|Cherry blossoms in Hiroshima|
|At a flower festival on Hiroshima|
|Cherry blossoms on Miyajima Island|
|Oysters on Miyajima Island|
One of the famous side trips from the city of Hiroshima is Miyajima island. You probably have seen the pictures of the famous torii, where the currently standing one has been in place since the late 1800's. It's a magical place- really it is. Quiet, quaint, picturesque- they have sacred deer wandering freely all over the place, and are also famous for a sponge like cake/cookie with different flavored fillings inside. A staple there is also their freshly caught and grilled oysters, which Travis happy enjoyed. I do not care for the texture so I was happy to take pictures of them.
|Okonomiyaki with raw egg and udon noodles|
The ones in Hiroshima are different than the Osaka okonomiyaki because there the ingredients are all mixed together, whereas in Hiroshima they are layered like a lasagna. Above was Travis' okonomiyaki with a raw egg and udon noodles. I did not want a raw egg so I got garlic chips and soba, which is thinner than udon. It has a more spaghetti like flavor to it, where as udon is more flour-y, if that makes sense. Both noodles are good, but Travis and I agreed that the soba held up better inside the pancake. Neither of us were able to finish our pancakes, as they are literally the size of an American dinner plate!! You are given a small metal spatula with which to cut the okonomiyaki, and otherwise you eat it with chopsticks, of course. Managing all of those ingredients can be quite interesting with only two thin pieces of wood....
On our last day in Hiroshima we were slightly A-bombed out, since that's a big focus in the city, so we decided to take the bullet train back to Kobe, where we were catching our flight back to Okinawa. We were able to have a (rather expensive) lunch there that included REAL KOBE BEEF! It's been something we have wanted to try for a very long time, so decided to bite the bullet on the price and go for it. Oh. My. Goodness. It was worth every cent!! Our total bill for the two of us came out to around 12,000 yen, which translates to $150. I tell you, it was worth it. We were not asked how we'd like the steaks cooked, and our salads were literally shoved out from in front of us once the meat was ready. The chefs there take the beef very, very seriously. It came to us sizzling on a cast iron skillet with garlic pieces, onion slices and potato. I often have trouble with beef in Japan because you can't exactly cut them into smaller pieces with chopsticks without looking like a complete idiot, and I like really small bites of food- don't ask, I don't know why, it's just a thing I have.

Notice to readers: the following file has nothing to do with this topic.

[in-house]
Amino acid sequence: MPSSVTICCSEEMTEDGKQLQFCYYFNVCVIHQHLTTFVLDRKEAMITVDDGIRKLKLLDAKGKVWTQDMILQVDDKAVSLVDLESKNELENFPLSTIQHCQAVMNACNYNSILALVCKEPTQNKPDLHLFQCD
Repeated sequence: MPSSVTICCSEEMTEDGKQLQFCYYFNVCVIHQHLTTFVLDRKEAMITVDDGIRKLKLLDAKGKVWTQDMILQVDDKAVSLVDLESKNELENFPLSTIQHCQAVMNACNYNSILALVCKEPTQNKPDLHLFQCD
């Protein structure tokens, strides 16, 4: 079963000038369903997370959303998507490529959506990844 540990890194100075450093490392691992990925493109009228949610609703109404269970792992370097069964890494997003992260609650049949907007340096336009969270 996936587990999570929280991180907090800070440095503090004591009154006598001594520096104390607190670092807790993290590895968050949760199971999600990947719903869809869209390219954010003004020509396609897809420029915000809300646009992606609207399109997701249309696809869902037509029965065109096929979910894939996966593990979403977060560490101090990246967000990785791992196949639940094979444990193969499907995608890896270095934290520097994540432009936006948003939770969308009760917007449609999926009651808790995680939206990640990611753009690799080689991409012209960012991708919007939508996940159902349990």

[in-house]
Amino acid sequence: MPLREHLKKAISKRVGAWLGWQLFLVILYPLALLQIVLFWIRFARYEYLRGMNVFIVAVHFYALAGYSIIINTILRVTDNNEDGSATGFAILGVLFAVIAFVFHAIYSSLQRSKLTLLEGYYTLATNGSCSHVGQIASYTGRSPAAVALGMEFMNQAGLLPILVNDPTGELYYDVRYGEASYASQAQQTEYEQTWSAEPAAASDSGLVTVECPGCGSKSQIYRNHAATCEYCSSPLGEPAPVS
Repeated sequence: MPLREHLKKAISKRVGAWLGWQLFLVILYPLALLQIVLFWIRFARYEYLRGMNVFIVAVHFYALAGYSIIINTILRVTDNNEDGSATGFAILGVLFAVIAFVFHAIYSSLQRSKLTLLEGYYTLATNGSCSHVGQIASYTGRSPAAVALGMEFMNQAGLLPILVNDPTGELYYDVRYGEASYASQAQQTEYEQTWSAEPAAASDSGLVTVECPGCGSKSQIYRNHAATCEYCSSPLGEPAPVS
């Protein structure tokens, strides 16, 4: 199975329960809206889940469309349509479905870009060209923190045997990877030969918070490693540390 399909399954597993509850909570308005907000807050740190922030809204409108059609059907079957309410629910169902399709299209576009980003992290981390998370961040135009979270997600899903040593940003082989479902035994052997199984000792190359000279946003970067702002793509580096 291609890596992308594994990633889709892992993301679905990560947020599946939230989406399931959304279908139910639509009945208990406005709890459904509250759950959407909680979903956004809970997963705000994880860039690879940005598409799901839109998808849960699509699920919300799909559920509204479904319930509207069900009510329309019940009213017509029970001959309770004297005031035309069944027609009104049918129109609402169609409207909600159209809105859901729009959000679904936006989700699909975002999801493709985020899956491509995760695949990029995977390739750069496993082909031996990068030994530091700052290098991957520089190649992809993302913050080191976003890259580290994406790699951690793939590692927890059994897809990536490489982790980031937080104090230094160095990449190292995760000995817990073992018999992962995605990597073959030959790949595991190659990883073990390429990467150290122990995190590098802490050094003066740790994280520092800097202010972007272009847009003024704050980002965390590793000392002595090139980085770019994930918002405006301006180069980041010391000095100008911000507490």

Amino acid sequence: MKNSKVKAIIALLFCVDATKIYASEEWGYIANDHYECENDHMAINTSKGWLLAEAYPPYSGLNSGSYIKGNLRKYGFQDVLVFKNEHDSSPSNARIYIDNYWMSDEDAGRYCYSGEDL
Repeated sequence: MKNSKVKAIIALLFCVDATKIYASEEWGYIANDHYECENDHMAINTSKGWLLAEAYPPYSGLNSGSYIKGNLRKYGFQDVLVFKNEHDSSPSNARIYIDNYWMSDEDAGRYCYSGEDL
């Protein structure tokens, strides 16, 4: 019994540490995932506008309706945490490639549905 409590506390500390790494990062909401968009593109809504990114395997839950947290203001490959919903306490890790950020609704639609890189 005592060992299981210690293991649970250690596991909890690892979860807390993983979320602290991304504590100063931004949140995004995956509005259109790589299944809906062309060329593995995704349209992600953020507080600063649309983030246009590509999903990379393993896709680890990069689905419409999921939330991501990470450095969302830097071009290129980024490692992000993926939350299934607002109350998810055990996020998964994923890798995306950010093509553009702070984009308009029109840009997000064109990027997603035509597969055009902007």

|Okonomiyaki with garlic chips and soba noodles|
|Inside view of the Okonomiyaki|
|Beginning stages of the Okonomiyaki|
Y'all.... I did not even need to worry about that with this beef. I took a small bite of the end of my chopstick and it literally fell off itself. It melted, that's how tender this beef was. Being a medium to medium-well steak person, (Travis tells me this means I like my steak "burned") I let the residual heat of the skillet continue cooking the beef ever so slightly so it was not moo-ing anymore, but it was so good I ate every last bite, not really caring how rare it was cooked. I left that restaurant so very stuffed, and it was completely worth it.
This was the sight we experienced when we found our car in the parking garage in Okinawa. They really do park anywhere they want.... I hope you enjoyed the stories of my gastronomic adventures lately. Next post will be back to normal recipes that I've made. I promise!!